You’ve had a long career as an editor and reporter. What made you decide to write fiction? 

    Actually, I’ve always written fiction. By day, I was a working journalist, by night I worked on my fiction – short stories and manuscripts. I wrote the first draft of my debut novel, Fugitive Colors, when I was on bedrest for nine months (yes, you read that right) with my eldest daughter. I have three daughters … talk about drama (hahaha) …. 

    Fugitive Colors is a wonderful portrait of young relationships in the art world against the backdrop of war. The novel is rich with imagination and ideas. How did it first come about?
    The Unbreakables, Lisa Barr Brings Energy and Sex to her New Novel, Karen Hugg, https://karenhugg.com/2019/08/06/lisa-barr/ #LisaBarr #TheUnbreakables #books #novels #Paris #France #Provence #LisaBarrInterview

    I was 26 years old, serving as the managing editor of a women’s magazine in Chicago, and was sent on an assignment to cover the “Degenerate Art” Exhibit at the Art Institute of Chicago. Entering the museum, I literally stopped in my tracks — I had found my story. What I saw at that exhibit would later morph into the historical-fiction tale of Fugitive Colors. Even as a daughter of a Holocaust survivor, I never knew about the Nazis relentless mission to destroy the avant-garde — particularly painters. Hitler and his henchmen went after the German Expressionists with a vengeance never seen before. I am a writer not an artist – but I needed to understand what made someone both a murderoumadman and an artist. The story is a historical thriller; a fictional tale of three young artists and how the looming war destroys their lives, their art, and their friendship. The theme of this book and all of my work is: How far would you go for your passion? Answer: all the way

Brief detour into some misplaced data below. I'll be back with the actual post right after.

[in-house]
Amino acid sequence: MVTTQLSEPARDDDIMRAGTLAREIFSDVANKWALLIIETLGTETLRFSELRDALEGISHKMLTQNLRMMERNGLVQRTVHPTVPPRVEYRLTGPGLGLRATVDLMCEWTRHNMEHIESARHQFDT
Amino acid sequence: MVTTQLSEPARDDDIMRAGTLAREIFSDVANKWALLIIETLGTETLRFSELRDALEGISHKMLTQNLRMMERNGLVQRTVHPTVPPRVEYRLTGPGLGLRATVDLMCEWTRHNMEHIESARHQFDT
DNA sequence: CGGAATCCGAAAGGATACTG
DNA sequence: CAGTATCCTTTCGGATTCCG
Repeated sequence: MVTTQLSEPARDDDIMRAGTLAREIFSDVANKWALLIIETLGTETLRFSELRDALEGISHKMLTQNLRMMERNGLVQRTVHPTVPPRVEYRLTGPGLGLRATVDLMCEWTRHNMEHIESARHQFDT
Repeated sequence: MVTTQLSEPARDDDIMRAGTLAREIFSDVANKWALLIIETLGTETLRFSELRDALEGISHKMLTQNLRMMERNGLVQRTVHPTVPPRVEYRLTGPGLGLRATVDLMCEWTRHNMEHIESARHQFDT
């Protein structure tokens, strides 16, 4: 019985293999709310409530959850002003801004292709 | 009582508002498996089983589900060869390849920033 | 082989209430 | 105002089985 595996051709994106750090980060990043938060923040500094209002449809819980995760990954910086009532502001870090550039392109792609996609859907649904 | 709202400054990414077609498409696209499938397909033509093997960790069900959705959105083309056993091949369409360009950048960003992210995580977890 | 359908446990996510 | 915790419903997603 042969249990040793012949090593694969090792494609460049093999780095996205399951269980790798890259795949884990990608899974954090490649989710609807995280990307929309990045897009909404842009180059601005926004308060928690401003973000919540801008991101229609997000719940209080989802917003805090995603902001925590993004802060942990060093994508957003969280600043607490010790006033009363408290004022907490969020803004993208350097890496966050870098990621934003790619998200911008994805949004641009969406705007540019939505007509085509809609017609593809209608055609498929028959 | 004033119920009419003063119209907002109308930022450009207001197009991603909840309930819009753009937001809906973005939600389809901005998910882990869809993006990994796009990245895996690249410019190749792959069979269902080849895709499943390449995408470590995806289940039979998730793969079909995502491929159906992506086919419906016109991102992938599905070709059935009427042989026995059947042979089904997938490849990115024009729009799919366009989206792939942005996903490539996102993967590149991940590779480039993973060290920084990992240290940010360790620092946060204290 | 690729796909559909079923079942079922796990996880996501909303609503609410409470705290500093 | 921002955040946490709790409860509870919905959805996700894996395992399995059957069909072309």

The artistic life in Fugitive Colors is vivid and seems authentic. Are you yourself an artist of some kind? Did you research artists of that time? 

    I am not an artist, but I am a huge art lover, and I gravitate toward art in some form in all of my work. My characters – whether historical or contemporary – are artists. I connect to the artist’s temperament and passionate nature. I did a lot of research on art and technique in both books. I’m kind of a research junkie – it’s my journalist background that pushes me to insure authenticity. I researched Fugitive Colors for nearly four years before I allowed myself to write a single word.

    Your new book, The Unbreakables, is a pretty dramatic shift away from historical fiction. It’s contemporary and about a woman moving to Provence to rediscover herself. You wrote a beautiful portrait of that region. I love it too. Why do you think Provence is so alluring?

    Setting is like another character in my novel, with a personality of its own. The south of France is captivating. The air, the sea, the historic Medieval structures, the fragrance of lavender, the perfumeries … you can lose yourself there, and conversely, find yourself.  My protagonist Sophie Bloom needed to break away from Suburbia in order to really blossom. Her first stop was Paris, but ultimately, she discovers her true self amid the natural beauty of the countryside. And by the way, doing research in Provence, was NOT torture. I bathed in it, utilizing all five senses every step of the way. Only then, I could gift it to Sophie. 

    Chicago also often plays a smaller role in your books. As a native Chicagoan, I always smile at that. Do you see yourself fully setting a book there ever?

    I have traveled the world but I love Chicago – it’s home. It does play a smaller role in both my books (and the next one I’m working on too) … but it is usually a starting point, a home base, from which my main character launches into more exotic locations.